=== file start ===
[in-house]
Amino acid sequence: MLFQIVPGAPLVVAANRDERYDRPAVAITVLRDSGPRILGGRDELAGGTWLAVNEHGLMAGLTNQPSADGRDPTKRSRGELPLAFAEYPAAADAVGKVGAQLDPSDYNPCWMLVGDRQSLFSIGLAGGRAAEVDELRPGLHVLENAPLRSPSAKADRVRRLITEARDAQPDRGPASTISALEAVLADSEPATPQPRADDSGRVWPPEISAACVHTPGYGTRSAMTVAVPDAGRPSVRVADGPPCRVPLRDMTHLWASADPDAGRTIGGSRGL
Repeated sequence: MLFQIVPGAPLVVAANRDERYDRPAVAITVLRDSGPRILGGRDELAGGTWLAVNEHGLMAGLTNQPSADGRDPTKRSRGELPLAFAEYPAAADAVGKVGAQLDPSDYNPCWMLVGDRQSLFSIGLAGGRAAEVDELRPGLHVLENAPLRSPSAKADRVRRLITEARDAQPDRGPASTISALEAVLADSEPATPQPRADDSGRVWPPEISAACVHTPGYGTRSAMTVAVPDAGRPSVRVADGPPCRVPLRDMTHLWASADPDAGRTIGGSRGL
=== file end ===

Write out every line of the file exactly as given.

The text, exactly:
[in-house]
Amino acid sequence: MLFQIVPGAPLVVAANRDERYDRPAVAITVLRDSGPRILGGRDELAGGTWLAVNEHGLMAGLTNQPSADGRDPTKRSRGELPLAFAEYPAAADAVGKVGAQLDPSDYNPCWMLVGDRQSLFSIGLAGGRAAEVDELRPGLHVLENAPLRSPSAKADRVRRLITEARDAQPDRGPASTISALEAVLADSEPATPQPRADDSGRVWPPEISAACVHTPGYGTRSAMTVAVPDAGRPSVRVADGPPCRVPLRDMTHLWASADPDAGRTIGGSRGL
Repeated sequence: MLFQIVPGAPLVVAANRDERYDRPAVAITVLRDSGPRILGGRDELAGGTWLAVNEHGLMAGLTNQPSADGRDPTKRSRGELPLAFAEYPAAADAVGKVGAQLDPSDYNPCWMLVGDRQSLFSIGLAGGRAAEVDELRPGLHVLENAPLRSPSAKADRVRRLITEARDAQPDRGPASTISALEAVLADSEPATPQPRADDSGRVWPPEISAACVHTPGYGTRSAMTVAVPDAGRPSVRVADGPPCRVPLRDMTHLWASADPDAGRTIGGSRGL